Bike-share program could roll out in Edmonton soon
A $459,000 budget request has been put forward for a bike-sharing strategy by 2018.
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Edmonton commuters may soon be able to get around by bike without owning one, thanks to a city plan to explore the viability of bike-sharing.
It’s been a boon in other cities, allowing members to grab a bike from one lock-up point and ride it to another as a means of getting around town.
Daniel Vriend, the city’s general supervisor of sustainable transportation, is hoping council supports a $459,000 budget request to put together a bike-sharing strategy by 2018.
He said there are many benefits to bike-sharing, and the perfect time to roll it out in Edmonton is coming.
“The idea is for (the strategy) to be timed with major bike routes opening in the heart of the city, on 102 Avenue and 83 Avenue,” Vriend said. “The other piece that it co-ordinates well with is the coming LRT.”
He explained there is a radius around transit centres of people who can access it quickly by walking, and the radius increases—thereby upping transit ridership—when people can feasibly bike to transit.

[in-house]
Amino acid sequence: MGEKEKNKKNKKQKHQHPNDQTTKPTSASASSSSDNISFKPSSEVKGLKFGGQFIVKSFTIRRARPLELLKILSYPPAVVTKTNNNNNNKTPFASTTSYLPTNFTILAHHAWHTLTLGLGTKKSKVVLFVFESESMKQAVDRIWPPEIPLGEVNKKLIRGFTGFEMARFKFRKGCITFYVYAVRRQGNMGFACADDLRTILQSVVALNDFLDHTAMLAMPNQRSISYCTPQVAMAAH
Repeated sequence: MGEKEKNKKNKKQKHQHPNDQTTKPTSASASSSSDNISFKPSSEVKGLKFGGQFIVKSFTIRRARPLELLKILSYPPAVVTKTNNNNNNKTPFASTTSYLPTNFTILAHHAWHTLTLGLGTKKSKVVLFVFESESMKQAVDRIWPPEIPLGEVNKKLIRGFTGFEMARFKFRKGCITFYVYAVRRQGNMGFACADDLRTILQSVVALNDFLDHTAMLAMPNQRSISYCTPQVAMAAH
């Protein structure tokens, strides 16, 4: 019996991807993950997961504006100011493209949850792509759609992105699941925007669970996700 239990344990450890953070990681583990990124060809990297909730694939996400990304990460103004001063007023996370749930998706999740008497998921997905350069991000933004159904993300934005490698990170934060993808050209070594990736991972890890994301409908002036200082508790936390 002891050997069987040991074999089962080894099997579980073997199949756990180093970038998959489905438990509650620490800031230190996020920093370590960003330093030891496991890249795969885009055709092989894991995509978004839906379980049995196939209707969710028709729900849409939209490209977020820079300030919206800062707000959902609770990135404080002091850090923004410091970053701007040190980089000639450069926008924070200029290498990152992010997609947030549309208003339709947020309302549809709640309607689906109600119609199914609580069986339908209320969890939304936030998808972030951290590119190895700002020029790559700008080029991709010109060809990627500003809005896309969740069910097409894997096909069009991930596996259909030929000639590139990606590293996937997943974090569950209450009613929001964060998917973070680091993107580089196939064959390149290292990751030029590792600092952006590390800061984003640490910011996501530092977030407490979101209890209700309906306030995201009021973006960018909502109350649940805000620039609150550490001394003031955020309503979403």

“It extends transit’s reach quite a bit,” he said, adding that there are health and economic benefits.
Chris Chan, president of the Edmonton Bicycle Commuters Society, said it would also be great for visitors to take in more of the city.
“Edmonton has the River Valley and so many new attractions opening up downtown—the museum, art gallery, arena,” he said. “The distances in Edmonton are greater than in some denser cities, so a bike is quite effective at shrinking those distances.”
However, both Chan and Vriend say more complete cycling infrastructure is needed before bike-sharing really works well enough to reap any of those benefits.
“Having a plan in place of how it would look (is best), so we don’t get to the point where we have a strong network and haven’t started thinking about bike share,” Chan said.